Background

The U.S. Postal Service pay for performance (PFP) program is the primary pay program for non-bargaining Executive and Administrative Schedule (EAS) employees who work in supervisory, technical, administrative, and managerial positions. The National Performance Assessment, which is a scorecard of performance goals, is the foundation of the PFP program.

EAS employees work at Postal Service Headquarters (HQ) or field locations, including post offices, stations, branches, and plants. In fiscal year (FY) 2015, management evaluated 5,466 HQ employees and 43,105 field employees under the PFP program.

PFP evaluation criteria vary based on the EAS employee’s assigned work location. HQ employee evaluations are based on corporate goals, which are tied to the Postal Service’s overall performance, and on individual goals. Field employee evaluations are based on corporate goals and unit goals or those of a group of employees within the unit.

Our audit objective was to determine whether the Postal Service’s FY 2015 PFP program was sufficiently consistent and transparent to allow management to recognize employee performance.

What the OIG Found

The Postal Service administered the FY 2015 PFP program in accordance with policies and procedures; however, guidance documents could be more accurate and updated more timely. Specifically, the PFP policy and guidance on the PFP website did not accurately reflect the current process. This occurred because management did not periodically review PFP policies and procedures maintained on the internal website to ensure they were accurate and up to date. Inaccurate policy and procedure documentation increases the risk of inconsistent application of process, noncompliance, or lack of employee accountability.

Additionally, opportunities exist to better align employee evaluation criteria to improve consistency and transparency in the evaluation process. For example, the distinction between stations and branches versus post offices did not provide employees with the same opportunity to be evaluated for their individual contributions.

Based on our recalculations, the scores of 38 percent of employees at Capital Metro Area stations and branches (142 of 378) would have changed — 30 percent (112 of 378) would have increased and 8 percent (30 of 378) would have decreased if evaluated based on individual contributions for their assigned location. Sixty-two percent (236 of 378) of employee scores would have remained the same.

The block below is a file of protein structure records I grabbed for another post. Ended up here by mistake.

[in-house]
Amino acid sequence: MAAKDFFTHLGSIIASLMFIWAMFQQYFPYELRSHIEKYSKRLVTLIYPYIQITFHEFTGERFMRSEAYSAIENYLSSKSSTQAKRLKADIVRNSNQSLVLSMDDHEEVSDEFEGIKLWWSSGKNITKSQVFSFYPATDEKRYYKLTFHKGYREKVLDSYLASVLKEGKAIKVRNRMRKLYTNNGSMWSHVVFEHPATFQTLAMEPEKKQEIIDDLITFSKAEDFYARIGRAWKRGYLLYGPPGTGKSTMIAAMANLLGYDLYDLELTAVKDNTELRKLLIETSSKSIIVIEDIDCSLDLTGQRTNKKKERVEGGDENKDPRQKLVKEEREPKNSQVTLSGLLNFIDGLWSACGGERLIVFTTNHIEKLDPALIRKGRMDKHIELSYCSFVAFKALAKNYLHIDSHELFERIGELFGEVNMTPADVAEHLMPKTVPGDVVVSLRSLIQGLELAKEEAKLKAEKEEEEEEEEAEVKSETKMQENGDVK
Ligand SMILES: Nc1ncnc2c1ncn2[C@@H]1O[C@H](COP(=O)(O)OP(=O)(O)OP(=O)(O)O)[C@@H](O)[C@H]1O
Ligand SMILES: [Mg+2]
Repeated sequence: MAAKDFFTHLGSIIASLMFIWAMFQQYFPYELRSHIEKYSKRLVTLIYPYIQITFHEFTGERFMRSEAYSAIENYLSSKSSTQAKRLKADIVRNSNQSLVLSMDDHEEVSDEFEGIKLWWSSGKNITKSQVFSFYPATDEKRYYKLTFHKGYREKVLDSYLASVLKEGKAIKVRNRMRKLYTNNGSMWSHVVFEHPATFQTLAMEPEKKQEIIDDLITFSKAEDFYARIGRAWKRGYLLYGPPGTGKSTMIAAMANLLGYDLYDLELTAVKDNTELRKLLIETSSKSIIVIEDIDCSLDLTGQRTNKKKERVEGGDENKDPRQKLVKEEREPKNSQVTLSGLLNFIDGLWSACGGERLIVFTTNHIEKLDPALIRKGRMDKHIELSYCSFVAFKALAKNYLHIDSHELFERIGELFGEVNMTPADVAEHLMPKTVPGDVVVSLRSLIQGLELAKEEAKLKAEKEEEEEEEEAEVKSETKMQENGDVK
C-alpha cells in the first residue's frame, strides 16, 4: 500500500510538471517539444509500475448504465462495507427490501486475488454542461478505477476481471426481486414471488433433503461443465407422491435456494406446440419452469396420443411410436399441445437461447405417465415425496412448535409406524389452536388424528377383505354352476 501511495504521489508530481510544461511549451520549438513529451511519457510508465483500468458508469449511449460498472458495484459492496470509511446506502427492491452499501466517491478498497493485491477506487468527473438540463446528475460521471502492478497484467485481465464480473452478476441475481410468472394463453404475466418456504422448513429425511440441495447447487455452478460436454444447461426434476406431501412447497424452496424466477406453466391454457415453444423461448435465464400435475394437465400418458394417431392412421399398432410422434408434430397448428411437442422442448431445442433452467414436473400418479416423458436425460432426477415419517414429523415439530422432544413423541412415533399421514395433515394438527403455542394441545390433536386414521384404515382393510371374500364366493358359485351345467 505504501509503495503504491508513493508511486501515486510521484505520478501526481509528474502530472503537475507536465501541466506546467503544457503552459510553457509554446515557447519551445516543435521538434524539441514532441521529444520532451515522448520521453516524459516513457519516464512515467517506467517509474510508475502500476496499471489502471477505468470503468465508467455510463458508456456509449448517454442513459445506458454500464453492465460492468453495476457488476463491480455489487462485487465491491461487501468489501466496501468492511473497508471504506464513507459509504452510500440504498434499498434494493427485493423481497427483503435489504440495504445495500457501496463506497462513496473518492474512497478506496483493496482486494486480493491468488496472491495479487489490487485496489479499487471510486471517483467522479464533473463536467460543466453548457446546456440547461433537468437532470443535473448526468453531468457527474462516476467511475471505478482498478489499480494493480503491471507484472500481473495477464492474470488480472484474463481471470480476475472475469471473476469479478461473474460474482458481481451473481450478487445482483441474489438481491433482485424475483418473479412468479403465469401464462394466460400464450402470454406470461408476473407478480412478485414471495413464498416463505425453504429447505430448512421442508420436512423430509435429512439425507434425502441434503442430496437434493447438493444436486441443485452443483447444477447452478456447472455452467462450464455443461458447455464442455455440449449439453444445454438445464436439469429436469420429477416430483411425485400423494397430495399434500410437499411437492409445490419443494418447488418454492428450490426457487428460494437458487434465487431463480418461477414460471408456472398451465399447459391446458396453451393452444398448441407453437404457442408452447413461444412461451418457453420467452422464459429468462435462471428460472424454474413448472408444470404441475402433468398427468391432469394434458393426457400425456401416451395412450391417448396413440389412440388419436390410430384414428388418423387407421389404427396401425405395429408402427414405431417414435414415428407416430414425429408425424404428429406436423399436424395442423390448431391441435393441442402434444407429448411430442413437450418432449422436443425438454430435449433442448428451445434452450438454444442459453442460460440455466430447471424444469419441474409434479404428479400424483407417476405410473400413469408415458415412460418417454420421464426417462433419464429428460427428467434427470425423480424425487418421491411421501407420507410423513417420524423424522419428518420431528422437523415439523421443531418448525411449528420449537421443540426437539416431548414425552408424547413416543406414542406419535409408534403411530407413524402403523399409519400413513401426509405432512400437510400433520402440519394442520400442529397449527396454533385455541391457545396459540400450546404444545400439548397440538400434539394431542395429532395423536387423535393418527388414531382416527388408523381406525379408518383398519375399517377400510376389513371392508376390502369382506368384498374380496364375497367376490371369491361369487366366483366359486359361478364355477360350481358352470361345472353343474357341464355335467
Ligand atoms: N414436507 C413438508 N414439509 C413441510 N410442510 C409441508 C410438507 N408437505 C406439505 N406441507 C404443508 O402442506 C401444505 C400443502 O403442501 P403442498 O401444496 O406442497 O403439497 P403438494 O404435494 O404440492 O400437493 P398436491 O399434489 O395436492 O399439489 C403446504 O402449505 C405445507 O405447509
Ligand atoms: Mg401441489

Similarly, the unit criteria distinction between plants versus post offices did not provide employees within departments with the same opportunity to be evaluated for individual departmental contributions. Based on our recalculations, the scores for 8 percent of employees in Capital Metro Area maintenance department groups (16 of 208) would have changed had they been assessed using the criteria that is used at post offices.

This occurred because the PFP program is designed to evaluate performance at stations, branches, and plant departments collectively based on the overall performance of the main post office or plant to which they were assigned respectively. Management stated that this decision was to ensure that individual station, branch, and plant employees focused on achieving unit goals to promote team accomplishments and potentially alleviate unintended consequences. Therefore, in theory, these units would work together to achieve the unit goals for the main post office or plant.

As a result, 31 of the supervisors interviewed (18 at Baltimore stations and branches and 13 at the Sacramento Processing and Distribution Center) perceived the PFP process as not fairly recognizing individual accomplishments. Perceived unfairness in the PFP process may increase the risk of employees becoming disengaged if they feel management does not recognize the accomplishments of individual units or that the poor performances of others mask their contributions.

What the OIG Recommended

We recommended management update policy to ensure it aligns with current processes; communicate evaluation criteria of the PFP process to reduce the risk of negative perception and of employees becoming disengaged; and assess methods within the PFP process for recognizing individual units for their specific performance at stations, branches, and plant departments.

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Comments (1)

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  • anon

    What really is sad, is that a lot the the supervisors cost the USPS more money because of not following the contract. Some times the money that they cost the USPS is more than their salary, and they think they deserve a bonus. If they were in the Private sector, they would of been fired

    Aug 04, 2017